I’ve been taking a bit more artistic license with my photography. That’s not to say I’m betraying my principle of only letting you see what I saw. No, I won’t be Photoshopping out pieces of the image so you can enjoy a scene that never existed: if there were power lines stretched between the trees in an awesome view of autumnal foliage, you’ll either see the power lines or you’ll never see the photo. I’m a purist in that sense.
What I mean by “artistic license” is that I’m spreading my wings a bit into different filters, different editing techniques, different presentations. I’ll never give up on showing the majestic beauty of nature as it exists; there’s no need to since nature has such profound magic that one need never venture from the truth to find art.
But having said that, I’ve also grown to appreciate that nature can sometimes be viewed in a different light so to speak, such that it creates a whole new experience. Infrared filters, cross-processing, over-exposing, black and white… The list goes on.
Perhaps I’m engaging in a brief affair, a flirtation if you will. No matter the source of this little adventure, I thought I’d show you some of what I’m referring to.
Take the ubiquitous green anole (Anolis carolinensis). This species can change colors such that it never ceases to amaze me. A group of them lives in the wall at one end of my patio (Mediterranean geckos live in the wall at the other end, hence I have diurnal and nocturnal insect protection when it’s warm enough for the reptiles). Although I see these anoles when taking walks or when stepping out my back door, they entertain me and engage me at every turn.
But how many photos of them can I take before it becomes mundane? Or worse, boring?
Not that I ever think green anoles are boring. Hell, they show me gratuitous lizard sex at the drop of a hat.
Honestly, though, how often can you watch cold-blooded critters doing the dirty before it becomes unexceptional? Okay, for me that’s never, but I’m not sure you’d want me showing those photos all the time as though they represent something new and exciting.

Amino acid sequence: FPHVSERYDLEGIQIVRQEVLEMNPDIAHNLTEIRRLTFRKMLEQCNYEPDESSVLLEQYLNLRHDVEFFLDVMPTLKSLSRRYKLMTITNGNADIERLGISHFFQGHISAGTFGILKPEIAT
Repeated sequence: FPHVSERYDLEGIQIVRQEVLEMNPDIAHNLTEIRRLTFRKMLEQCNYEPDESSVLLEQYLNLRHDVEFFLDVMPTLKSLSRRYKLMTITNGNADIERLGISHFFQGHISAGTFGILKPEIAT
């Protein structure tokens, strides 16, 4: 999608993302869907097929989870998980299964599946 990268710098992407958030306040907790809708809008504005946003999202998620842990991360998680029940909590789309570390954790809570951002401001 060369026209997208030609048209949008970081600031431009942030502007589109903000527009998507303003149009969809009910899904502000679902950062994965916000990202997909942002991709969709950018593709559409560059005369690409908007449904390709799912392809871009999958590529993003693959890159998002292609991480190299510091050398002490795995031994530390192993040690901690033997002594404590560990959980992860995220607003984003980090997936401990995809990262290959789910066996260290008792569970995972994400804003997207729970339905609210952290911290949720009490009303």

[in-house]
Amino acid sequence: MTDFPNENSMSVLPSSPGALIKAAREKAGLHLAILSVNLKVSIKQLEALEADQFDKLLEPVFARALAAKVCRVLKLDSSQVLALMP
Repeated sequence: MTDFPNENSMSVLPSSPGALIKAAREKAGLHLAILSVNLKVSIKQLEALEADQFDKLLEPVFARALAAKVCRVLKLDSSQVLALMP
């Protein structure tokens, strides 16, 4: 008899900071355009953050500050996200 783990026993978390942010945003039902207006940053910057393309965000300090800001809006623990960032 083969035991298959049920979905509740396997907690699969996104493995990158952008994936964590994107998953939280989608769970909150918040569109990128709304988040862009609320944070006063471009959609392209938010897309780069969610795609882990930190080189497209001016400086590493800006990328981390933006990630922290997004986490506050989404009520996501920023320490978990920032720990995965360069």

Mind you, the anoles create their own art without realizing it. As I sat inside the fence watching them scamper and hunt and try to woo each other, this female stopped to look at me from a position on the outside of the fence. She hung effortlessly on the wall as I looked through the slats and marveled at her beauty. The scene of her through the fence opening made her all the more beguiling.
Still, is it new and exciting? Is it even interesting?
On the other hand… Take a little baby anole sitting on a leaf carefully watching me, a sea of green awash in sunlight, an unremarkable scene if ever there was one. On its own, it looks like every other green anole sitting on every other leaf. But give it a wee boost by cross-processing the color image as though it’s negative film, and something happens that makes it interesting, compelling even—if I were inclined to say as much.
Then there’s the failed close-up of an anole hanging from a tree. She sat there for quite some time waiting for lunch to walk by below. Meanwhile, I kept trying to find a way to get a nice image while shooting through the fence—or from above, which I hate since it’s so anthropocentric and unnatural. I regrettably never found the right spot that made the fence a friend rather than an enemy, so all the photos turned out poorly as she responded to my many thumps and scrapes against the wood slats. Nonetheless, taking an unsatisfactory picture and turning it black and white followed by some newspaper aging seemed to offer something usable from something useless.
Amongst the endless parade of green anole pictures, however, I still have those that stand on their own. This one offers the simplicity of a creature turned dark brown so it can absorb the morning sunshine and expedite its warming. The contrast of dead leaves surrounding the vigor of a small life calls to me somehow. That and I never cease to be amazed by the diverse range of colors this species can assume, and they do so for more reasons than we can imagine.
More importantly, I’ve learned over these many years that a state of mind—even an emotion—can rest beneath each color, from courtship to warning to camouflage to fear. Over time I’ve gained a better understanding of certain hues that always mean the same thing, and I’ve also grown better able to discern intent and thought based on the colors the lizards assume.
Oh, but I digress…
Seeing this male in full display reminds me of what I was talking about: being a bit more creative. He happens to be sitting in an image I initially threw away. Something called me back to it, though, and after a bit of fiddling with it I discovered he had something to offer after all.
So rambling aside, I’m saying you can expect to see a bit more creativity in my images, although you will continue to see the vast majority as they have always existed: just as the scene was in front of the lens. Adding a creative flavor to them will exist as nothing more than a neat experiment, perhaps something I do “on the side” for fun but that does not detract from my overall sense of naturalism.